Primarily because aerial surveys were conducted last fall for the first time since 2010, the DFW will be recommending to the Commission a nice increase in the number of tags for the 2016-2017 season.
Upon approval by the Commission, seventeen tags will be available in the draw, vs just twelve tags last year. In addition, yet another tag will return, as the Random Draw tag is back!.
In other words, the average guy/gal now has a shot at eighteen sheep tags this year.
Don't forget the Random Draw as well as the regular draw. There is no residency requirement for the Random Draw tag winner!
When we get back up to twenty tags in the regular draw, TWO non-resident tags will once again be available. I think that could well happen by next year. Once we get another aerial survey in the books, DFW will feel more comfortable in adding more tags.
Last fall I asked the lady who's in charge of the sheep program if she would be cautious in moving the tag numbers all the way back to where they'd been based on just one new aerial survey. I was thinking she would want at least one more survey to validate last fall's survey. She said that was exactly what her approach would be.
So if we get as good or better results from the surveys this fall, I would expect to see a few more tags added back next year.
I have no idea what you're talking about.
And what have you heard about the areas hit by the Mycoplasma outbreak?
No new areas this year, but in 2018 I think there's an excellent chance we'll be getting a new unit opened.
We'll be surveying the Rodman's, Newberry's and Ord's this fall and are fairly confident there are enough sheep there to call for new Hunt Zone. If this fall's survey finds enough sheep, the department will likely want to fly it again in 2017, just to make sure they've got enough information to keep the anti's from challenging a new zone.
We'll also be flying the Chemeuevie's and the Chuckwalla's this fall. If this survey produces good numbers, it would be flown again next year to validate the numbers. If we get lucky, those areas could also become hunt zones.
In a few weeks, the Department will be doing a ground survey in the Old Woman's. We know there's sheep there, but we don't know how many. They're looking for volunteers to help with that, so if you're interested, let me know and I'll put you in touch with the person who's leading that effort.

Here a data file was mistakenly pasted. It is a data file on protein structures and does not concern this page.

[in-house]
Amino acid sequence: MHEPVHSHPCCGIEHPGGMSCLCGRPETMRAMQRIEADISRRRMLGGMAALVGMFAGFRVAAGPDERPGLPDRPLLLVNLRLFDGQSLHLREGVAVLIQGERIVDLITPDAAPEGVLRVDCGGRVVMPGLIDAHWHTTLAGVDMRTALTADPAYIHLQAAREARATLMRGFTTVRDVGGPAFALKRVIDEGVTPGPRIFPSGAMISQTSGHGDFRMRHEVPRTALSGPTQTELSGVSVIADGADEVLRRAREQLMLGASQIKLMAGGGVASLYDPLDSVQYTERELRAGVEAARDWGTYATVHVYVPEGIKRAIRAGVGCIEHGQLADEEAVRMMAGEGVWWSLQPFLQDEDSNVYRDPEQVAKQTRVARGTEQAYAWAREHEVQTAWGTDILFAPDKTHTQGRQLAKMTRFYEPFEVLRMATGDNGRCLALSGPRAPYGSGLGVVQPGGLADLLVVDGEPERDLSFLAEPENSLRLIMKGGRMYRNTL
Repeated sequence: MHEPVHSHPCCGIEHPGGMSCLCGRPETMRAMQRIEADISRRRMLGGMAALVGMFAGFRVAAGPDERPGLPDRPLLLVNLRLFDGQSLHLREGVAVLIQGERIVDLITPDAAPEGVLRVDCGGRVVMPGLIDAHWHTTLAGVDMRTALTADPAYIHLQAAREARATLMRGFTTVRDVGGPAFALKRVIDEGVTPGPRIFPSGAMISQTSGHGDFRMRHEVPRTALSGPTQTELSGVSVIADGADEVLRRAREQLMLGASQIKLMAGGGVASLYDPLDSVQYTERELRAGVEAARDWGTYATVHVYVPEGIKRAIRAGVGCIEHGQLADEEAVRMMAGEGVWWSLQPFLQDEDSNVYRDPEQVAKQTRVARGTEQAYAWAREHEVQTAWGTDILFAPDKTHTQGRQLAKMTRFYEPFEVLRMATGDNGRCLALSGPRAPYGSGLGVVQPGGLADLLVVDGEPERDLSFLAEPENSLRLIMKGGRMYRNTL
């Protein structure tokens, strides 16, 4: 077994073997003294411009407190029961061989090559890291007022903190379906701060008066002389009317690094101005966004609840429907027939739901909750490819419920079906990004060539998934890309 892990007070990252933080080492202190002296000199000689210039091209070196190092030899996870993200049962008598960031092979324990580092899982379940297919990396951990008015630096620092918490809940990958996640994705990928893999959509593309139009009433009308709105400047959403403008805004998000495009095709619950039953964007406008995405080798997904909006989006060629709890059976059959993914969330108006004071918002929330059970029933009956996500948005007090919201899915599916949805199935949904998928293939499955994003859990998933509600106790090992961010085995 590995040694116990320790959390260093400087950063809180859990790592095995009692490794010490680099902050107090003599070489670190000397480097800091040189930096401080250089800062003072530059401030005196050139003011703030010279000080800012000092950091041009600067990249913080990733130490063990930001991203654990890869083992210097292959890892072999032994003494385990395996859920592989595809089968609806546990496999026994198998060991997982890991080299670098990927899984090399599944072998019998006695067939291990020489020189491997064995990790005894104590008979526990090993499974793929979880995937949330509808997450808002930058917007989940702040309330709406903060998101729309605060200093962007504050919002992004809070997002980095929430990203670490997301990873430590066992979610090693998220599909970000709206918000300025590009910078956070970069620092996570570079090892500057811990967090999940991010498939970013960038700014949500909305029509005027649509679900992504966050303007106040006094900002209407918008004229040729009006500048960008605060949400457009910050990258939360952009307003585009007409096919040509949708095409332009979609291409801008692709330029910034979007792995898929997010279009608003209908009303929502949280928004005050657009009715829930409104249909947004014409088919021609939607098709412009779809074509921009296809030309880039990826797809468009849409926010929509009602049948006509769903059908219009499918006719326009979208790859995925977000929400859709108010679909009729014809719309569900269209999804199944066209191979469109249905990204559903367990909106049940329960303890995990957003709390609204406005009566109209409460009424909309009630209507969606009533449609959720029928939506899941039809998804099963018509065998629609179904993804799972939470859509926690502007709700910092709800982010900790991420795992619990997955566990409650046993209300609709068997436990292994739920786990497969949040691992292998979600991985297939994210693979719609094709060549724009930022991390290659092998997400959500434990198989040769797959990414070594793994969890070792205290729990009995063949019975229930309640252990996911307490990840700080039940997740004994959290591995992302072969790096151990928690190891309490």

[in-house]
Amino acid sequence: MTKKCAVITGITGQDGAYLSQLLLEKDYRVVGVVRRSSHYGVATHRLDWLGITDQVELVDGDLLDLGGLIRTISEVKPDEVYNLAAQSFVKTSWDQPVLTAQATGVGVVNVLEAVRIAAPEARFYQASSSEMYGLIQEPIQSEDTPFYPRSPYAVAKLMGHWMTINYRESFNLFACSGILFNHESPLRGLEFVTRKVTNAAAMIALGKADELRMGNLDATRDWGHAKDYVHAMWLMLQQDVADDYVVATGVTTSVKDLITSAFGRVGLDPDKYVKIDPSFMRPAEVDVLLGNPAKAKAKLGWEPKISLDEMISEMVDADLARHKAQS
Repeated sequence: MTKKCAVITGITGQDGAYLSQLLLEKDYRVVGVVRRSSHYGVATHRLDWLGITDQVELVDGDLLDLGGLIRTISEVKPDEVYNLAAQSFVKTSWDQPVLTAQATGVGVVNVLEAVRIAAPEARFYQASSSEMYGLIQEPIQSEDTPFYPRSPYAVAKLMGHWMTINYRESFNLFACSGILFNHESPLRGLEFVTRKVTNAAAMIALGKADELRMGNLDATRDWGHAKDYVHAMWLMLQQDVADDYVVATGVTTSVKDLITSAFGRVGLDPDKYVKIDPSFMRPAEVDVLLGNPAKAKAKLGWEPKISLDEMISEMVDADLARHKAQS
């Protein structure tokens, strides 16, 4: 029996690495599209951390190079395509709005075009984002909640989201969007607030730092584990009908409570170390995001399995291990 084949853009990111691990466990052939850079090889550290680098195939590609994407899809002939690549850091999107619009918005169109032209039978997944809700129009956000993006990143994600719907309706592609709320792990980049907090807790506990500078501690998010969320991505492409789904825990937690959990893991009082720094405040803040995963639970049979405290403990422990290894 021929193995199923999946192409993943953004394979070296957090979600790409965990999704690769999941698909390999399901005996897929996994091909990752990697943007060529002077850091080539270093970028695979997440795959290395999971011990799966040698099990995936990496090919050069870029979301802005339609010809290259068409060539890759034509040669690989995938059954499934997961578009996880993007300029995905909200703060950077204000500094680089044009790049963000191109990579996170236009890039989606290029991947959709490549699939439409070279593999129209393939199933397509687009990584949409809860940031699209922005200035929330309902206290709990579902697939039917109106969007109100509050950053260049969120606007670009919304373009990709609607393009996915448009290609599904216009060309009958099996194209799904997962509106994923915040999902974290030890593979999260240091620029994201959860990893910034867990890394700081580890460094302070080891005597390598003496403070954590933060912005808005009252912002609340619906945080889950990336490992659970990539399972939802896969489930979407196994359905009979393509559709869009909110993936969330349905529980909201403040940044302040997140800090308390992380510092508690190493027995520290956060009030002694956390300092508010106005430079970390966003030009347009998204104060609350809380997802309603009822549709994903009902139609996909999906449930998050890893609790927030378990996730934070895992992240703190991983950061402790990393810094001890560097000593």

I'd like to stay on message with this thread.
If you want to discuss something else, please start your own thread.
I'm pretty wired into what's going on with Wild Sheep in CA and I've never heard anyone mention anything about what you say. Not one word.
I spent :30 on the phone yesterday talking with the guy at DFW who manages the big game planning in CA. Much of that time was spent talking about sheep. Not one word.
I had a quarterly conference call with the guys from SCBS last week and no such issue was raised. Those guys know EVERYTHING about what's going on in the SoCal desert, esp. if it has to do with habitat loss and destruction due to solar energy, wind farms and the like. The issue never came up. Not one word.
I talk with the sheep managers at DFW regularly. They've never brought this up. Not one word.
When something that threatens sheep in CA comes up, DFW generally contacts me very quickly to inform me about the issue and ask for assistance. Yet nothing on this has been brought to my attention. Not one word.
So color me skeptical when a guy from Alaska who doesn't even use his real name to register on this site shows up out of nowhere claiming such knowledge.
Or just innuendo and rumors?
Any chance we'll see a raffle tag again? Or any zone-only auction tags?
PM me your e-mail and I'll pass it along to Paige @ DFW for future surveys.
After all these years of having no one, we've finally got a DFW sheep-dedicated biologist in the desert! She just recently came on board, but so far, I am VERY impressed with her knowledge and energy.
Per my post above, there will be a raffle tag, aka a "Random Draw" tag available for the coming season.
What's more, rather than it being good for one hunt zone only, this time it will be good for three zones; the Marbles, the Clippers and the South Bristols.
There are some great sheep in both the Clippers and the Marbles, and the South Bristols have some fine sheep as well.
As far as a single zone auction tag, I'd be surprised if we don't have one next year. The law says no more than 15% of the tags can be fundraising tags, with a maximum of three such tags. So all we'd need would be to add one more tag to the entire pot and we'll have that third tag back!